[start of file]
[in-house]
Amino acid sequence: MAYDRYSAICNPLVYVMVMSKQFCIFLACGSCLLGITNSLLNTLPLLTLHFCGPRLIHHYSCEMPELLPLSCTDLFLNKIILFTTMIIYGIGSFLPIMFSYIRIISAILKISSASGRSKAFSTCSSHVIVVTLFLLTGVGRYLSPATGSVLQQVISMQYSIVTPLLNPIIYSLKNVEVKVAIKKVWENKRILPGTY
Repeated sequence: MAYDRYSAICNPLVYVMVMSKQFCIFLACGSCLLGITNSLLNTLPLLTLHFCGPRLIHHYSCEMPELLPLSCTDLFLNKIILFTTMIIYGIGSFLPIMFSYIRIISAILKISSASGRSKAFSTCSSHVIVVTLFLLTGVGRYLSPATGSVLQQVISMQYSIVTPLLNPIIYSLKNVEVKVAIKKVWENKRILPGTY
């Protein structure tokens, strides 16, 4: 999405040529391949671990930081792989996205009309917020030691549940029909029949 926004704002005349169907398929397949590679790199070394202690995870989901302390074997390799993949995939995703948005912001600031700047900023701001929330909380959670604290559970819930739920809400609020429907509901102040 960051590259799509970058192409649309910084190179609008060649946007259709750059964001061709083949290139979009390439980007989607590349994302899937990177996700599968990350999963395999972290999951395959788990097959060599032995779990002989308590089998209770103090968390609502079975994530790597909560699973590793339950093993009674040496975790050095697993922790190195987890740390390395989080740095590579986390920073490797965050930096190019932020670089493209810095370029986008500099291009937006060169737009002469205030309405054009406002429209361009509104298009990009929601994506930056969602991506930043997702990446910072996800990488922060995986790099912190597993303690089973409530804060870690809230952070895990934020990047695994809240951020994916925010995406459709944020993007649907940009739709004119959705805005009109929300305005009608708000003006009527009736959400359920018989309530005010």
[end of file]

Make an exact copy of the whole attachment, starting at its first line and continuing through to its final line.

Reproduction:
[in-house]
Amino acid sequence: MAYDRYSAICNPLVYVMVMSKQFCIFLACGSCLLGITNSLLNTLPLLTLHFCGPRLIHHYSCEMPELLPLSCTDLFLNKIILFTTMIIYGIGSFLPIMFSYIRIISAILKISSASGRSKAFSTCSSHVIVVTLFLLTGVGRYLSPATGSVLQQVISMQYSIVTPLLNPIIYSLKNVEVKVAIKKVWENKRILPGTY
Repeated sequence: MAYDRYSAICNPLVYVMVMSKQFCIFLACGSCLLGITNSLLNTLPLLTLHFCGPRLIHHYSCEMPELLPLSCTDLFLNKIILFTTMIIYGIGSFLPIMFSYIRIISAILKISSASGRSKAFSTCSSHVIVVTLFLLTGVGRYLSPATGSVLQQVISMQYSIVTPLLNPIIYSLKNVEVKVAIKKVWENKRILPGTY
């Protein structure tokens, strides 16, 4: 999405040529391949671990930081792989996205009309917020030691549940029909029949 926004704002005349169907398929397949590679790199070394202690995870989901302390074997390799993949995939995703948005912001600031700047900023701001929330909380959670604290559970819930739920809400609020429907509901102040 960051590259799509970058192409649309910084190179609008060649946007259709750059964001061709083949290139979009390439980007989607590349994302899937990177996700599968990350999963395999972290999951395959788990097959060599032995779990002989308590089998209770103090968390609502079975994530790597909560699973590793339950093993009674040496975790050095697993922790190195987890740390390395989080740095590579986390920073490797965050930096190019932020670089493209810095370029986008500099291009937006060169737009002469205030309405054009406002429209361009509104298009990009929601994506930056969602991506930043997702990446910072996800990488922060995986790099912190597993303690089973409530804060870690809230952070895990934020990047695994809240951020994916925010995406459709944020993007649907940009739709004119959705805005009109929300305005009608708000003006009527009736959400359920018989309530005010």